The supposed aim of the leaders’ debate was to provide undecided voters with an opportunity to hear the arguments of the two sides tested against each other.
But what they got was a gladiatorial contest partisans could cheer but probably left most undecided voters cold.
There was always a risk that this is what would happen.
The format encouraged the two leaders either to argue with each other or else to hold a conversation with the audience.
Rarely did either of them direct their words to the camera, and thus the audience at home. But matters were made worse by the subject matter on which the two leaders opted to lead.
Mr Salmond railed against Scotland being governed by a Conservative government for which it did not vote. He attacked the No side’s alleged “Project Fear” tactics.
Meanwhile, Mr Darling spent nearly all of his opportunity to quiz the First Minister conducting an inquisition about his plans for Scotland’s currency.
Trouble is, these are subjects that concern each side’s partisans much more than they do the uncommitted whose votes need to be won over.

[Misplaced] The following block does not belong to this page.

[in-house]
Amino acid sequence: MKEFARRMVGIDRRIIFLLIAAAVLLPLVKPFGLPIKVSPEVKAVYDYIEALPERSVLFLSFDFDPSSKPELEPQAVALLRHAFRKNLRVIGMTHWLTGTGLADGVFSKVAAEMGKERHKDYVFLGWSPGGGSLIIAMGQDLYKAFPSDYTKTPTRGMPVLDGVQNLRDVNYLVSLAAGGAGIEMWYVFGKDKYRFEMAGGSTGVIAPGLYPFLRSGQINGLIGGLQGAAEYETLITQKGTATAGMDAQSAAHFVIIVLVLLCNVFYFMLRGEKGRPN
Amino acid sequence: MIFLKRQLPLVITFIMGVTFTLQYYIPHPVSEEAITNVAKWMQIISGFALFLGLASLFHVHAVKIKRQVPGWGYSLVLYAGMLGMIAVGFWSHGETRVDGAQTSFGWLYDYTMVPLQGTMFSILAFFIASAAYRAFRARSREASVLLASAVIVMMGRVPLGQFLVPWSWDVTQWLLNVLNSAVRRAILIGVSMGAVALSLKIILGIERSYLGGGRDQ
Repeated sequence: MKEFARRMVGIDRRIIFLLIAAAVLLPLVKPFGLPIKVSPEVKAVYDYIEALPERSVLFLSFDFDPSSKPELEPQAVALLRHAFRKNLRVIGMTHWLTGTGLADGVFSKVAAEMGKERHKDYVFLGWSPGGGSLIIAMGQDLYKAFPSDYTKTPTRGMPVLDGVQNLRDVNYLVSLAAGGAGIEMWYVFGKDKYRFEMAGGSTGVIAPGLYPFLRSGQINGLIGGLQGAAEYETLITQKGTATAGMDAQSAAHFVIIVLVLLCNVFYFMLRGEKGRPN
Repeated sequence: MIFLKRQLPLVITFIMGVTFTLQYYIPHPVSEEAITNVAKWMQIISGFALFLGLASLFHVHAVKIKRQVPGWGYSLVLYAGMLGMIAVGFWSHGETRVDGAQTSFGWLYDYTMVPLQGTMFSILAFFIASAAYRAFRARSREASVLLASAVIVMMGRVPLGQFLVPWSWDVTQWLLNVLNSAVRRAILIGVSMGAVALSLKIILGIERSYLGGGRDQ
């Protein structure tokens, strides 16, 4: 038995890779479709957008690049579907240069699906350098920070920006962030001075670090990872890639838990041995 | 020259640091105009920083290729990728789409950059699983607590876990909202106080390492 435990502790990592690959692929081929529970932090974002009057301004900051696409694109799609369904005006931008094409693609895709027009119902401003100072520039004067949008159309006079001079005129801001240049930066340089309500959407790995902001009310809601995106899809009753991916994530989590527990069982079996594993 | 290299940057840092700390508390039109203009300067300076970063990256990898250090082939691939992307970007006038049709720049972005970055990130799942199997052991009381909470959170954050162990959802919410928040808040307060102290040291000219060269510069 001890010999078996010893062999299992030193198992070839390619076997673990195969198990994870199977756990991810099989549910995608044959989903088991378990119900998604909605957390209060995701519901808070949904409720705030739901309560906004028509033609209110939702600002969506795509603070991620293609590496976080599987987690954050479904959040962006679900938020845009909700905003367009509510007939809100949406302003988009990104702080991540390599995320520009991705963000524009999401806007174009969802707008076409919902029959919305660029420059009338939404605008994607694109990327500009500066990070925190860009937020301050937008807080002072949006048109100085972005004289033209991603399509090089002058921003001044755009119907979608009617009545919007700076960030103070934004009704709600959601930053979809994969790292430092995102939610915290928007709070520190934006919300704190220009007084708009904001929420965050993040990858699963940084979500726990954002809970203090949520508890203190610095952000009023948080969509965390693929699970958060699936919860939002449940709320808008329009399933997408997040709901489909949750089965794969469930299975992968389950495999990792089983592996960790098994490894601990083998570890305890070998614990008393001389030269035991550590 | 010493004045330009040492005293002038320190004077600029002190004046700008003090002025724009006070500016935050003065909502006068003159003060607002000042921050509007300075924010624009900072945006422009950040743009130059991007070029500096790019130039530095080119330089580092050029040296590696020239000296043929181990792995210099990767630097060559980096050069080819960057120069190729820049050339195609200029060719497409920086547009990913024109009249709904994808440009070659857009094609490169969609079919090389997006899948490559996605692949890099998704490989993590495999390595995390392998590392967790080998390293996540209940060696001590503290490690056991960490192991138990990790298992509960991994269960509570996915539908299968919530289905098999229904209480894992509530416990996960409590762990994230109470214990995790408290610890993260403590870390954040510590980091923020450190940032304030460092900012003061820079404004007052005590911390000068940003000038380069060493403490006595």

What was missing was much in the way of a discussion on the subject that is known to be central to most voters’ concerns, that is which option would be best able to deliver a stronger, more prosperous economy?
Still, the event did have its surprises. Mr Darling certainly did not bore for Britain. He was animated, and managed far more words per minute than the First Minister. However, on occasion this might have come across as nervousness rather than a man in command of his material.
In contrast, the First Minister seemed to take a while to get into his stride and take the opportunity to lay out his vision for independence. He seemed more concerned with attacking Mr Darling’s personal record. Only towards the end of the night when responding to questions from the audience did his vision begin to emerge.
He certainly did not dominate the occasion in the way some had anticipated. Indeed an instant ICM poll for the Guardian scored it 56 per cent for Mr Darling and 44 per cent for Mr Salmond.
There is, in truth, probably a tinge of disappointment in the Yes camp this morning at an opportunity seemingly missed.
• John Curtice is Professor of Politics, Strathclyde University